I enjoyed the experience of taking a virtual travel trip to an online conference as a mid-semester break activity. Considering that virtually all my department's travel funds have been eliminated with a tight budget, it's good to know that there are plenty of very well done online conferences and professional development opportunities available. The K12Online conference was a great mix of presentations focusing both on technical aspects and non-technical aspects of the day-to-day aspects of integrating instructional technologies. I often view and listen to a number of online professional development presentations. This is one way to keep up with the ever changing landscape of instructional technology. My department at UB has also created and posted a number of online presentations. The presentations through the K12online conference had some post-production processing added to enhance the presentations as compared to the raw presentations that are often posted on the TLC website. The enhancement through the added use of visuals, and in some cases digital storylines, enabled their presentations to have an edge that successfully captured my interest.

Sunday, February 28, 2010

Becoming a Librarian

I've elected to use my blog posts for this course to mostly reflect upon my fast approaching completion of my MLS degree and less on the specific topics of this course. I hope that this use is satisfactory. Since my MLS degree is less than two months away I'm finding that I am very often reflecting on this accomplishment and trying to make sense about what this means to me. This is not the first time I'm mentioning this, but I mainly took the courses in LIS so I could continue to learn about how and why people learn and less because I wanted to become a librarian. In the course of my LIS studies I have vastly increased a number of abilities that could be said to be attributed to being a librarian. For example, I now look very critically at information in order to determine its validity and authenticity. I feel my search strategies have vastly improved. I know the value of various search tools, but I still have difficulty understanding why true federated searching is not the norm.

Although I did not enroll in the MLS program to become a Librarian, now that the end is nearly in sight, I'm very proud that I will join this important and elite group. I feel that my abilities have matched those of what are desired by the profession. It is unfortunate that in my career there seems to be an unlikely prospect in the near future of my job responsibilities becoming more in-tune with those of  the librarian profession.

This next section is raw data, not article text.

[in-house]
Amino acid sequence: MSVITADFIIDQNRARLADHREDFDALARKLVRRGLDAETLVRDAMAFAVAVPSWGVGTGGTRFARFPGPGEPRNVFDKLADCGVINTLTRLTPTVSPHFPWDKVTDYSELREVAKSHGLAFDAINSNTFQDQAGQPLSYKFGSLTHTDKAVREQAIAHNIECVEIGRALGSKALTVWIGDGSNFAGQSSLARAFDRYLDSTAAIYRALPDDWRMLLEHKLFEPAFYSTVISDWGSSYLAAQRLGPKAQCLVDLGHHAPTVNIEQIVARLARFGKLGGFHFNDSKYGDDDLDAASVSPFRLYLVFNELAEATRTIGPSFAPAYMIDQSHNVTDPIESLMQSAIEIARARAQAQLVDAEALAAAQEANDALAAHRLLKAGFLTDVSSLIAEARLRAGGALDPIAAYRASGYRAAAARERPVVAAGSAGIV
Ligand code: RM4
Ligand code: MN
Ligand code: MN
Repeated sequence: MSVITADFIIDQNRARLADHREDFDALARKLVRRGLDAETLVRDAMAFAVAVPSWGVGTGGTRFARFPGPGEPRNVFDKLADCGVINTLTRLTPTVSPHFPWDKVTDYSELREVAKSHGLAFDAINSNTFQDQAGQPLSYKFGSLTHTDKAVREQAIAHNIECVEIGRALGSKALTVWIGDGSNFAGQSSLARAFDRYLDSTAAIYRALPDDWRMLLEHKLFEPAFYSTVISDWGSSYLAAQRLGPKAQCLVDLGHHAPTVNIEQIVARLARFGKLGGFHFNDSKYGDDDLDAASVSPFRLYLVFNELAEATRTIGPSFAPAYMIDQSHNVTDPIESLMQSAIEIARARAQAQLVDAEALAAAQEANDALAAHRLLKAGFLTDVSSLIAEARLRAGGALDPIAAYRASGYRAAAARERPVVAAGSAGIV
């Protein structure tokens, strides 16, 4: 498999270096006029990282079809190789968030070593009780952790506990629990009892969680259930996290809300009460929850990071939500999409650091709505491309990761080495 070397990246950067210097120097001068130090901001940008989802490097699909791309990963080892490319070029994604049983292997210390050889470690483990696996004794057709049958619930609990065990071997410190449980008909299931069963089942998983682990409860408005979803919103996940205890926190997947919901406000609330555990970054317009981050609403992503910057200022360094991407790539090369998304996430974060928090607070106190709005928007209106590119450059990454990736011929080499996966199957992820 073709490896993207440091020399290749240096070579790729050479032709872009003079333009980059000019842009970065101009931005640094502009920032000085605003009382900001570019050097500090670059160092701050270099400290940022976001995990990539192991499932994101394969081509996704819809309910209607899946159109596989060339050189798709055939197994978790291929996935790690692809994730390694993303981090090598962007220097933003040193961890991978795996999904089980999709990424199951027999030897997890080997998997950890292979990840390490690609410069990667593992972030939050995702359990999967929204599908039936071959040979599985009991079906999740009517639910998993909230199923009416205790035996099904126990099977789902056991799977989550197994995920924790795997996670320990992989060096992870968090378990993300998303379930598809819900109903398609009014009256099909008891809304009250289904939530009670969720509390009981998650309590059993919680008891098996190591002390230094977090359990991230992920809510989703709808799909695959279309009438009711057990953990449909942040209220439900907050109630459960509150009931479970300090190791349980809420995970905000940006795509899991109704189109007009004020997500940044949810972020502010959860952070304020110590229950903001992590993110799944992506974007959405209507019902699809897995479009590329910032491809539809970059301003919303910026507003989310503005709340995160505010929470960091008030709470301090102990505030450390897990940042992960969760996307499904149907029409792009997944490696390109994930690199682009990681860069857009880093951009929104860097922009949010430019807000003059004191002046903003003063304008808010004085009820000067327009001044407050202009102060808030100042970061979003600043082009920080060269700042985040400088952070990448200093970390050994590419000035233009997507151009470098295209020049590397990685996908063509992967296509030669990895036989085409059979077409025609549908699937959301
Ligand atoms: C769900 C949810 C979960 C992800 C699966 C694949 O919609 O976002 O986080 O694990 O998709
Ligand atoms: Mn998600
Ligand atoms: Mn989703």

One thing I would like to point out is that I clearly see my job as an instructional designer for the University at Buffalo to be extremely similar to the responsibilities of a school library media center. The main similarity is the need to collaborate with instructors to assist them in their quest to help students towards achieving a maximally effective learning environment.

Saturday, February 20, 2010

To the movies

I'll be going to view the movie "Hollywood Librarian" at UB very soon. I'm interested to see what the movie has to say about the librarian profession. Considering that I'll be a "Librarian" in just about two months it would be good to see this movie. Although I've been in LIS for a number of years going to classes one at a time, I find it difficult to picture myself as a librarian. I like my role as an instructional designer. I pursued an MLS to improve my knowledge and skills in this area. I feel I've been very successful doing this. I do think that life is capable of taking many unexpected turns. It is possible that a position could open up in a library that may entail many responsibilities for the utilization of my background. So, I'm off to watch the "Hollywood Librarian" to preview what possibilities may be in my future.

Monday, February 15, 2010

My strength

This past week I was able to draw on some of my strengths and knowledge about web design. This is an area that I feel I have a strong understanding of. Considering that I have taught a course for the Informatics program titled Collaborative Web Design I should be in my element when discussing website usability. It was not much of a stretch to take my existing knowledge about website design and usability and apply it to the needs of a library website catalog.

In contrast, when I need to rely on my knowledge about information literacy I am much more out of my element. If I'm asked to instruct someone on how to evaluate whether or not a website's content is valid and authoritative I am able to provide a few general pointers. However, in my own searching needs I can say that I am often swayed to trust sites that I should be much more doubtful about. I'm a member of the Information Literacy Task Force under the UB Libraries, but the team (which has a number of librarians on the committee) also has a hard time providing clear instruction to others about how they should evaluate the content they find on the web.